When traveling in India one has to exercise blind faith so much more than in any other place I’ve been. Whether it’s trusting a speeding bus driver to navigate dangerous mountain roads or eating at a restaurant that displays questionable hygiene standards, one has to surrender to the unfamiliar ways of this unpredictable society. But never before had I to exercise blind faith to the extent I did when hot butter was being poured into my eyes.
It was day two of a 14 day panchakarma cleanse and I lay vulnerable on an ancient wooden massage table in India's mountain town of Rishikesh. Gita, my therapist, a small and stocky Indian lady, instructed me with broken English ‘eye open, eye no open’. Chapatti dough surrounded my eyes which acted as a wall to stop the butter running down my face and all I could hear was the disconcerting sound of the butter sizzle on the pan beside me.
Thoughts came thick and fast and I began to question the safety of this procedure. I wondered what if Gitta left the butter on the pan just a few seconds too long. Could my sight get damaged? Could I be blinded? I know I like to try new things but maybe this time I’ve gone too far. Then, plop, the first drop of butter landed in my left eye.
I survived this encounter vision intact and it was just one of many unfamiliar cleansing methods I experienced on this programme.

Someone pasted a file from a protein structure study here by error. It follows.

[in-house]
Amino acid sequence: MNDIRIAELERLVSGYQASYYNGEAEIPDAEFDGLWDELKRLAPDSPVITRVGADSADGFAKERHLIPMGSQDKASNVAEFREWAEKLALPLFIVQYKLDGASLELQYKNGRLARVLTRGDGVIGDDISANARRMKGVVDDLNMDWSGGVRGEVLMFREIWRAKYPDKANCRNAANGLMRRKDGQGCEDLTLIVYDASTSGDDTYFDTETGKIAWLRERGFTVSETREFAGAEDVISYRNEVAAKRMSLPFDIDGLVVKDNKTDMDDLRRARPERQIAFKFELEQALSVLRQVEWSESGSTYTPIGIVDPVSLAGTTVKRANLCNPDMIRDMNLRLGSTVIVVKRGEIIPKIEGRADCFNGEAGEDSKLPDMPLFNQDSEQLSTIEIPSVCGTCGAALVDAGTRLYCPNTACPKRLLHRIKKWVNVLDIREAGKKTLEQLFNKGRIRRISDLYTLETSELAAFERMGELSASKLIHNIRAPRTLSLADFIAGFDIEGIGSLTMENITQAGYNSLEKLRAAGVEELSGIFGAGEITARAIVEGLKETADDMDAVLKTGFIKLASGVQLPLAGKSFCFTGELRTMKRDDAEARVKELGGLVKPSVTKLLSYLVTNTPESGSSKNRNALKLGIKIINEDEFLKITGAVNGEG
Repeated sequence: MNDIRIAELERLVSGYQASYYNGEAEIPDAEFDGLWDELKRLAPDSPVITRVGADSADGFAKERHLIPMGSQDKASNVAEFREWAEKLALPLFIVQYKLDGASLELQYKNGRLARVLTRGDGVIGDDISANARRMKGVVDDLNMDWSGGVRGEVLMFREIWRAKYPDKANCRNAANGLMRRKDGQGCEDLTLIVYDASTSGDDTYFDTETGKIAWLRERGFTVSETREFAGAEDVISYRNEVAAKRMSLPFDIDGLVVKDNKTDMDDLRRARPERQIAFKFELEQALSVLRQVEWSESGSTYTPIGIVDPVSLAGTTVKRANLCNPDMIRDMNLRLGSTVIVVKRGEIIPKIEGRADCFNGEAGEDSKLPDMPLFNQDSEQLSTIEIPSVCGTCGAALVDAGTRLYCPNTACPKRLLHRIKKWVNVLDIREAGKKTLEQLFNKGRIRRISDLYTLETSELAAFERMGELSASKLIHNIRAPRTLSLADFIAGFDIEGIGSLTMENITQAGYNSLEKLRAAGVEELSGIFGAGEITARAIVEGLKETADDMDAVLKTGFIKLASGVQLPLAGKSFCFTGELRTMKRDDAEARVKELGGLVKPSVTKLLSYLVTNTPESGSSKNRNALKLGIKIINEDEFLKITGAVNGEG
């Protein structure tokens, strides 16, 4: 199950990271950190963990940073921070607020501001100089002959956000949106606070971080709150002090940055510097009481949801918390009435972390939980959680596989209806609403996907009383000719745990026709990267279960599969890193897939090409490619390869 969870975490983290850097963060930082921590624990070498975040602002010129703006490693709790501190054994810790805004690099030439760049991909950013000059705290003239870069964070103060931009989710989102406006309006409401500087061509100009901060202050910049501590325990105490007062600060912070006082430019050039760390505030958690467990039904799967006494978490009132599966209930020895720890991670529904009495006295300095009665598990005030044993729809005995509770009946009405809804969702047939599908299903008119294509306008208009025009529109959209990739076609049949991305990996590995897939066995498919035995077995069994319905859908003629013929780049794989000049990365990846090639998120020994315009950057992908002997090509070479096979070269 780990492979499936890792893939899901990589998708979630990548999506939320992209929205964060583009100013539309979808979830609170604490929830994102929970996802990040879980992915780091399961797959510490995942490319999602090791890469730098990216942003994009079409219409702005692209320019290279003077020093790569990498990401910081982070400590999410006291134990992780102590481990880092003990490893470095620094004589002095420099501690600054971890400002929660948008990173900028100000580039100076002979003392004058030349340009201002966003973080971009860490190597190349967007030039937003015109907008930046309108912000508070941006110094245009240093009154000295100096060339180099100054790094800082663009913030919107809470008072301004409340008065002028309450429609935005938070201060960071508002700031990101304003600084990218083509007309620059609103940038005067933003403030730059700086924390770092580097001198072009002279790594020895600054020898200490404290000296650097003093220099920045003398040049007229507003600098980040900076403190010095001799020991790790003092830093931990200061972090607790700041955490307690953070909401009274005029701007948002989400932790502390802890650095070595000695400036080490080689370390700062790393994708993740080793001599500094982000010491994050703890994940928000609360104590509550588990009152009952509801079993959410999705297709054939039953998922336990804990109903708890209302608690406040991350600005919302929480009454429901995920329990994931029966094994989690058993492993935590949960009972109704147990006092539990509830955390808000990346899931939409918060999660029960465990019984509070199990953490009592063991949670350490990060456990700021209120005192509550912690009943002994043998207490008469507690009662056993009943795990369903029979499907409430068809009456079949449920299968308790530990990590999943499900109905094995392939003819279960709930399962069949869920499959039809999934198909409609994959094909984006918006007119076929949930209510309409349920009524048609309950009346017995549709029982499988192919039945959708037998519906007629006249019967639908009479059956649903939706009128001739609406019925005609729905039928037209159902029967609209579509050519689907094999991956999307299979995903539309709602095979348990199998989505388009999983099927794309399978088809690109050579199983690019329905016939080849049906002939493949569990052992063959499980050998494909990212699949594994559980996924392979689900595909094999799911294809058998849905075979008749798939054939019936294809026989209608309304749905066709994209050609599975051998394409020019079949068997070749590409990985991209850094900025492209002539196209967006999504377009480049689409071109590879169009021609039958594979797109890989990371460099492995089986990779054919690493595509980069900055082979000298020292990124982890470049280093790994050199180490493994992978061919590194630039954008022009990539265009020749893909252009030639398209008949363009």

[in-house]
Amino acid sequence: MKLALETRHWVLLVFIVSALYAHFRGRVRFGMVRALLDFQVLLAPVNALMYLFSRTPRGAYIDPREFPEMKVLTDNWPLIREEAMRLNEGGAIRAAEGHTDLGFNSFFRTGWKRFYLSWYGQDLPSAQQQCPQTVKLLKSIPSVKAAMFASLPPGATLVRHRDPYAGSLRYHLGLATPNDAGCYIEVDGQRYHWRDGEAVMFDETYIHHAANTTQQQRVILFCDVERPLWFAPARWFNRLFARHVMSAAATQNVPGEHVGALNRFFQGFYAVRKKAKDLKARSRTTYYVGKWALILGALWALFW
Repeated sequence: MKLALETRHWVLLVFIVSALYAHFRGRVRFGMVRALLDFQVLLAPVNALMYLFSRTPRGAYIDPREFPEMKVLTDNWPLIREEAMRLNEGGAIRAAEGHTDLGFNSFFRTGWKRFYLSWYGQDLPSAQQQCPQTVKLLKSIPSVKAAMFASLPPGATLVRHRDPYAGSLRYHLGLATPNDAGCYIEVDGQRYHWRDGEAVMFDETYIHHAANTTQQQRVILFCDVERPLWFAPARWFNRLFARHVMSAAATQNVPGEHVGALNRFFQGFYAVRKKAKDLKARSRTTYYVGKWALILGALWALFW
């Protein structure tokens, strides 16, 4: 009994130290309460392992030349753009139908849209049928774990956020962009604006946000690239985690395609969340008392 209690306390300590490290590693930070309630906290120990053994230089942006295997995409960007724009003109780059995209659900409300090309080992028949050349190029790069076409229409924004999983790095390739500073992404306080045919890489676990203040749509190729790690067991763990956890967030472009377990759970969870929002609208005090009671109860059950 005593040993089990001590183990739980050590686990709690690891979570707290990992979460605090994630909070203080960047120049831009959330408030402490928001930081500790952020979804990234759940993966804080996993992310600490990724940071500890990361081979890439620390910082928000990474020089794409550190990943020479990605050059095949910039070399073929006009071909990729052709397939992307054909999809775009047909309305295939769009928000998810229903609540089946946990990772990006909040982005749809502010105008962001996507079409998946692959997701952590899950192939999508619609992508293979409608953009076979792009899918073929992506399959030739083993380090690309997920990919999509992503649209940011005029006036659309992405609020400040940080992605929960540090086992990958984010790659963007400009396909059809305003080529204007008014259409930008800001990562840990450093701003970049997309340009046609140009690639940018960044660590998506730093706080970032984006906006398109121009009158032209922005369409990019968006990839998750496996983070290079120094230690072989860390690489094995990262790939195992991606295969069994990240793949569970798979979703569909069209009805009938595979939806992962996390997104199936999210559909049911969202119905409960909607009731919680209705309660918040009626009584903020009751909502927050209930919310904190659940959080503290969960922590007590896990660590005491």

Panchakarma is a cleansing and rejuvenating process used in Ayurvedic medicine, the traditional system of medicine practiced in India for more that 5,000 years. Despite being around for so long it has only recently gained popularity in the west with celebrities such as Madonna, Cherie Blair and Jade Jagger highlighting its merits. Ayurveda’s literal translation is ‘the science of life’, and its roots go back to the Vedas one of Hinduism’s sacred texts. It’s a holistic approach which emphasises health on mental, physical and spiritual levels. It claims that if any of these levels are imbalanced, the other two will be affected.
My hour and a half long consultation with Dr.Usha started out orthodox enough with an examination of my tongue, pulse and eyes. She then went on to ask me a whole range of questions, mostly to do with my diet, lifestyle and emotional well being. Some of which I’d be shocked if I heard a GP ask: ‘How do you react in conflict situations?’ and ‘Do you ever dream of flying or running?’
Ayurveda believes that people’s constitutions fall into three different types or doshas, known as Vata (air), Pitta (fire) and Kapha (water). A panchakarma treatment is tailor-made for your dosha and claims to work on the whole body, bringing it into balance by releasing and draining toxins. This is done primarily with the use various types of medicated oil used internally and externally to dislodge the toxins and help eliminate them. Diet, meditation and yoga also form a part of the therapy.
The diagnoses was a vata pitta imbalance. Apparently this means my inherent disposition is quick, humorous and talkative. I was less pleased to hear about my tendencies towards anger, stress and nervousness. The treatment prescribed was a 14 day cleanse, a course of five different herbs and a specific diet that included eliminating onions, garlic and potatoes.
Each day I dragged my vata pitta self up a hill in Rishikesh’s 40 degree heat to Dr.Usha’s treatment rooms. Rishikesh is a Himalayan town in Northern India that claims to be ‘The Yoga Capital of the World’. And just like yoga is sold on every street corner, so to are panchakarma cleanses. Dr. Usha’s clinic is a modest two bed bay in need of a lick of paint. For more luxurious and peaceful surroundings many people tend to do residential panchakarma treatments in the Indian southern state of Kerala, the home of ayurveda.